Thursday, 28 February 2008

How to order sushi like an expert

When sushi first started to catch on in the UK as something regular on our restaurant menus I was basically very reluctant to try it out.For a long while I carefully avoided it being put off by the raw fish and the thought of eating all that rice. But I am glad to say I have tried it since and after a few attempts my opinion has greatly changed,especially the misunderstanding sushi as consists only of raw fish. But I suppose that is the reason many people won't even try it. If you haven't sampled it then I think you should take the plunge and go for it because it is a delicious and reasonably healthy meal as well being a really sociable and relaxed way of eating with friends or even alone if you eat in a traditional sushi bar where you are served at the counter or pick from a conveyor belt it's less obvious that you are alone and this is a factor that appeals to many people.

If you are eating out there are two styles of sushi restaurant there are the ones where you sit at a table or counter and order your food from the menu, or the more modern style where diners are seated around a conveyor belt and pick from the dishes that pass by. In the traditional order at table restaurant you may be provided with a menu that is illustrated and this will help you learn the names of the various kinds of sushi and you will see what you are ordering. Of course, when seated at the conveyor belt of sushi train you get to see exactly what there is so its much easier, although at first you may not recognize some of the more unusual types of fish and seafood that are used to make it.

Sushi is a combination of dressed rice that is either formed into rolls, or small clumps with different fillings or toppings. Raw fish can be used but cooked fish and vegetables are also used. When a piece of sushi comprises only of a piece of raw fish or seafood with no rice, this is known as "sashimi".

Diners dip the pieces of sushi into soy sauce to enrich the flavour and it is a must if you are going to appreciate the real taste- trust me it does make a difference to the taste.Sometimes the chef may add wasabi to the sushi; it's a very piquant green paste made from a root like horseradish and it takes a little getting used to as too much can blow the top of your head off! If you find it too hot or you are a novice, check whether any wasabi has been used by the chef before adding your own. Wasabi is reputed to have anti-microbial properties that may vastly reduce the risk of food poisoning so if you can build up a tolerance to the immense kick from the wasabi, so much the better. I like to add a little to my dish of soy sauce but purists say that this spoils the sauce. After each piece, or couple of pieces, eat a sliver of sweet, pickled ginger; not only does this refresh the palate but ginger is said to have properties that aid digestion.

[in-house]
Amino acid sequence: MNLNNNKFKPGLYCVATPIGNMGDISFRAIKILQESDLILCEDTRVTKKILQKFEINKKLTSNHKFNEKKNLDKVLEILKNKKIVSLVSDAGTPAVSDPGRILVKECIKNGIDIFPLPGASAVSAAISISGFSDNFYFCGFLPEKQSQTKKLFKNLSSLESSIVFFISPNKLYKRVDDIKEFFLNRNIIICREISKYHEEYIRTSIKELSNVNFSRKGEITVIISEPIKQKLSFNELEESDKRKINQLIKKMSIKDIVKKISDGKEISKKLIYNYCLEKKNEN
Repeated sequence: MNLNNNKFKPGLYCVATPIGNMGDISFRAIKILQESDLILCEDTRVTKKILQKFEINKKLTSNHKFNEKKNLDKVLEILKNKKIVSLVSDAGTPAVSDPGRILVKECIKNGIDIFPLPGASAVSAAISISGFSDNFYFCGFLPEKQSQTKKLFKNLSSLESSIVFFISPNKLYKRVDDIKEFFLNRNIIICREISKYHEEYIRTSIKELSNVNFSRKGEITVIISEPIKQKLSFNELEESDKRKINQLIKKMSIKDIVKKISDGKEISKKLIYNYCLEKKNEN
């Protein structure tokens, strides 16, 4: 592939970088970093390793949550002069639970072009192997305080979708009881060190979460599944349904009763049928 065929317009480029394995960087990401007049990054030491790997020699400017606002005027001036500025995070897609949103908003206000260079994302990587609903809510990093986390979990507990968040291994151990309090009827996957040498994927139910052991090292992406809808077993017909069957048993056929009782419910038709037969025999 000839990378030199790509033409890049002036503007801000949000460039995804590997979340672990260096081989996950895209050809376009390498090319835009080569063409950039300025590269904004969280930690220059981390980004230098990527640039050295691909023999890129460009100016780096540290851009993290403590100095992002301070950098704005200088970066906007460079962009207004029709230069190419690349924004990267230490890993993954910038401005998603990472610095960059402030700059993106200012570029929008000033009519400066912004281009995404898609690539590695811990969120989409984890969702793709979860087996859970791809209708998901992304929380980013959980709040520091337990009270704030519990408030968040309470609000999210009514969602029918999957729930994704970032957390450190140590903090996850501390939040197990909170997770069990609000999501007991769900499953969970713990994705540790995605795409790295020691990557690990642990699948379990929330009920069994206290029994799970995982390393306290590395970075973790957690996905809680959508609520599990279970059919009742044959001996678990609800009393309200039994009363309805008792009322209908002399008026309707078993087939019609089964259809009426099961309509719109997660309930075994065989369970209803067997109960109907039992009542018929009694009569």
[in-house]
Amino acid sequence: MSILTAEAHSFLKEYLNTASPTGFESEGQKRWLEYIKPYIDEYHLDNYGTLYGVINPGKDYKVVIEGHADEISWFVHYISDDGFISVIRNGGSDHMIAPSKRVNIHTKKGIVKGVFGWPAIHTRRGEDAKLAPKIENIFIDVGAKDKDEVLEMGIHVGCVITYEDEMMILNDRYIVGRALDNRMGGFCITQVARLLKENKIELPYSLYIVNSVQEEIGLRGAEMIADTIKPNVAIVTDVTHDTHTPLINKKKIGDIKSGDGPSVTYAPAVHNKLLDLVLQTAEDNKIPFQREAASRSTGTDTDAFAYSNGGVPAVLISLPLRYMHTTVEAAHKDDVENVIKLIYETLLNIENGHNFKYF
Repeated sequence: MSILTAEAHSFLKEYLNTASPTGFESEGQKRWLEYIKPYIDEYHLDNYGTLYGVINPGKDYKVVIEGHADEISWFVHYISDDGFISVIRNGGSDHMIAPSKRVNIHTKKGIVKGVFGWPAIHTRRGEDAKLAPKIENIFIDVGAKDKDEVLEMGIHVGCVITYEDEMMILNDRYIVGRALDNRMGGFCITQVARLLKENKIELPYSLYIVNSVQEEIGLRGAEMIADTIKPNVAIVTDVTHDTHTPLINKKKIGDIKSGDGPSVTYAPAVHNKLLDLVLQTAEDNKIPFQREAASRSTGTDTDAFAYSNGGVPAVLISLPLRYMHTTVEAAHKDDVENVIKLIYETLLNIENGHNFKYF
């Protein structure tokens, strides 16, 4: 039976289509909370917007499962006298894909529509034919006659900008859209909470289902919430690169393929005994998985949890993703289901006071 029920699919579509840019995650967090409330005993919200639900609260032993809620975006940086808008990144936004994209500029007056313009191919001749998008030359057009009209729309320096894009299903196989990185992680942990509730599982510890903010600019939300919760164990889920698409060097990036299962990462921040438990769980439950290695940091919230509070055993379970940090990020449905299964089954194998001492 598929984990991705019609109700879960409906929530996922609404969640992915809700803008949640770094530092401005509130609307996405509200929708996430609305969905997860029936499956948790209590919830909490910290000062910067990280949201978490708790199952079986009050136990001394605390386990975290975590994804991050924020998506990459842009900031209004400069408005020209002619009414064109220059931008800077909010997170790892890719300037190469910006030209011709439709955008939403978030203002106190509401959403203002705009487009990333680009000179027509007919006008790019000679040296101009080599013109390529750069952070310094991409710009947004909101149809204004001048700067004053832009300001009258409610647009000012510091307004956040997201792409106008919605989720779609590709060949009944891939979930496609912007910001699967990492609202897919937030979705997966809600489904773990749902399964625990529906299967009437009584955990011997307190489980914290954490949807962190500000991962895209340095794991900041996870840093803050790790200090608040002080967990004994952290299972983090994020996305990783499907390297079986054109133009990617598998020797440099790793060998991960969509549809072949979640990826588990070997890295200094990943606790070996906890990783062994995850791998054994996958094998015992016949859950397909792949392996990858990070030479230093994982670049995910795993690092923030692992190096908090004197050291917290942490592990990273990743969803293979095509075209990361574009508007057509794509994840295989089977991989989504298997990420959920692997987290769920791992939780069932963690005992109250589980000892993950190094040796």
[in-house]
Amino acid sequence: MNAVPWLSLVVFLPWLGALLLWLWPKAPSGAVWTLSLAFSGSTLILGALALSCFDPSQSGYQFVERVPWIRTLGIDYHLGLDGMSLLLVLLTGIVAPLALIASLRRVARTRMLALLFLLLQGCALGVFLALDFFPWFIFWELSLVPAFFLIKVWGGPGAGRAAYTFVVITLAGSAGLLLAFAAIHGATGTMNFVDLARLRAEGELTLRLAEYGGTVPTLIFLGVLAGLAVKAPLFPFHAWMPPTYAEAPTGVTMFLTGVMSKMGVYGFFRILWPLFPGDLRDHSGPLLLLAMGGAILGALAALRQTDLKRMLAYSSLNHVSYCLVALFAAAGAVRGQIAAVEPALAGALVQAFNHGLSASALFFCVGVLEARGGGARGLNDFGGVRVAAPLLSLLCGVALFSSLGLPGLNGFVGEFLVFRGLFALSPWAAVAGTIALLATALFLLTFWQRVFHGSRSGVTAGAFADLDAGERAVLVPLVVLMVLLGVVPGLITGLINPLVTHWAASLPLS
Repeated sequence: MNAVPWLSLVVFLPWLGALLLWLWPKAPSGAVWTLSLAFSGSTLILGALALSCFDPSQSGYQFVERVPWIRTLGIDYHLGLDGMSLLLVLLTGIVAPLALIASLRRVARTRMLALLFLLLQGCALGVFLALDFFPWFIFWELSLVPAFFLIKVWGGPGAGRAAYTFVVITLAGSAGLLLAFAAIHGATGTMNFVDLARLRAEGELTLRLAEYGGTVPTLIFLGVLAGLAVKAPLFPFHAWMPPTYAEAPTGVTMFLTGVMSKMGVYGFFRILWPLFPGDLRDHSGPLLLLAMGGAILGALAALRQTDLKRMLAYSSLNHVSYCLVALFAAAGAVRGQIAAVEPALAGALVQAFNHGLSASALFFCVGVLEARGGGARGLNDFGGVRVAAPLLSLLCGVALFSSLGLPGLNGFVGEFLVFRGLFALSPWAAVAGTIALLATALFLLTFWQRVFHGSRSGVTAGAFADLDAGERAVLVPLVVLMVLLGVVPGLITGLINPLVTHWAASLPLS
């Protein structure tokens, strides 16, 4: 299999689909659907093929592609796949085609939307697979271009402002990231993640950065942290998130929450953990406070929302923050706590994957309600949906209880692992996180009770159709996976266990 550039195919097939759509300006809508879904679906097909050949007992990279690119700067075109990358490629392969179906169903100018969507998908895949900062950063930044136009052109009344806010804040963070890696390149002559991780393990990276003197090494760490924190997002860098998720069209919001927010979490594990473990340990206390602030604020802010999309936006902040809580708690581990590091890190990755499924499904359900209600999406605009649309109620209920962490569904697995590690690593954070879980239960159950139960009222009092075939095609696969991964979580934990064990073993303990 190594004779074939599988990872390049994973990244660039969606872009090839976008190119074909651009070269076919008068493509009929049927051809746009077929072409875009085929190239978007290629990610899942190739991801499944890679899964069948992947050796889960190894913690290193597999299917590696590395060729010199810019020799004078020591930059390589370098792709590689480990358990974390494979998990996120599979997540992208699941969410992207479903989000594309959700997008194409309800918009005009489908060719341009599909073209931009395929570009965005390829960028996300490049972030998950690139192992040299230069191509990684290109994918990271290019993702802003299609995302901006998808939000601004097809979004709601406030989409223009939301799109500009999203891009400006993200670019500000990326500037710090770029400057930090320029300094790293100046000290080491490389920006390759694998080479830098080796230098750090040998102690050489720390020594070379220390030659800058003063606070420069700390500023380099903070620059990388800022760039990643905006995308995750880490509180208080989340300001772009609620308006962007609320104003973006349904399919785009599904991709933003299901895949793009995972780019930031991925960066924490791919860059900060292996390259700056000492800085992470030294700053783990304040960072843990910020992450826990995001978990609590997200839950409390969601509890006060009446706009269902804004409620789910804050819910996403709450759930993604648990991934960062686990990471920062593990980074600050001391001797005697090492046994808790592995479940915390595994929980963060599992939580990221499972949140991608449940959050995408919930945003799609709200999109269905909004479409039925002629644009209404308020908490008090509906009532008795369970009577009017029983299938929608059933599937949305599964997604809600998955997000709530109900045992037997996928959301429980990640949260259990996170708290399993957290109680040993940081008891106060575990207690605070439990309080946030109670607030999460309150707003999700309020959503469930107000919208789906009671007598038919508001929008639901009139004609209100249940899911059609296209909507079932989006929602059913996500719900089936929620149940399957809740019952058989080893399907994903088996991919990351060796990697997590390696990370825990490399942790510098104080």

To me, seeing the pieces of brightly coloured sushi set out reminds me of candies in a store window. Sushi-making is a serious art and sushi chefs train for years to master the techniques. There's a whole language involved in sushi-making but a few terms will be beneficial to the sushi novice.

"Nori" this is the name given to the flat sheets are seaweed that are used to make the shell for sushi rolls and the wrapping for cones of rice.

"Makisushi" these are rolls of sushi; rice is laid onto the sheet of nori with a filling, then rolled into a tube before being cut into bite sized pieces.

"Nigirisushi" these are the little mounds of compressed rice that are topped with a sliver of fish or seafood. Unlike other kinds of sushi, these are usually eaten with the fingers because they have a tendency to break up when you use chopsticks to pick them up.

"Inarisuhi" these are little cones of nori that are filled with tofu or sometimes rice.

"Chirashi sushi" this is when you get a basket or dish that has a base of rice and then various pieces of raw fish, seafood and vegetables scattered over it.

Salmon (in Japanese "sake"), shrimps (ebi) and tuna (toro, akimi) are probably the most recognizable of the fish toppings used in sushi but other commonly used ones are mackerel (saba), eel (unagi) and snapper (kurodai). Commonly used vegetables are daikon ( a peppery white radish-like root vegetable), avocado used in the very pretty California rolls), cucumber and sweet (bell) peppers. Often you will see pieces of sushi topped off with a little cluster of roe (ikura); these taste delicious but also add a new and unusual texture to the sushi.

Although many Japanese restaurants offer sake (an alcoholic drink distilled from fermented rice) its not a great drink to accompany sushi because a similar flavoring is used to dress the rice. Therefore my advice would be to stick to drinking water with your food then have a mug of green tea afterwards to aid digestion.

Many supermarkets now sell takeaway sushi packs which are a great introduction for sushi virgins, especially for people nervous about eating raw fish because they tend not to contain any uncooked fish at all. Instead the toppings will be vegetables or cooked fish such as tuna, smoked salmon or prawns; this is essential for supermarket bought sushi because only the very freshest fish can be used if being served raw. Supermarket sushi rarely has wasabi already added but comes with separate packets of soy sauce, pickled ginger and wasabi so you can experiment and see what you do and don't like.

Once you are familiar with the basic kinds of sushi and the ingredients used, you may wish to make your own sushi; it's a delicious and versatile food that is limited only by your imagination!

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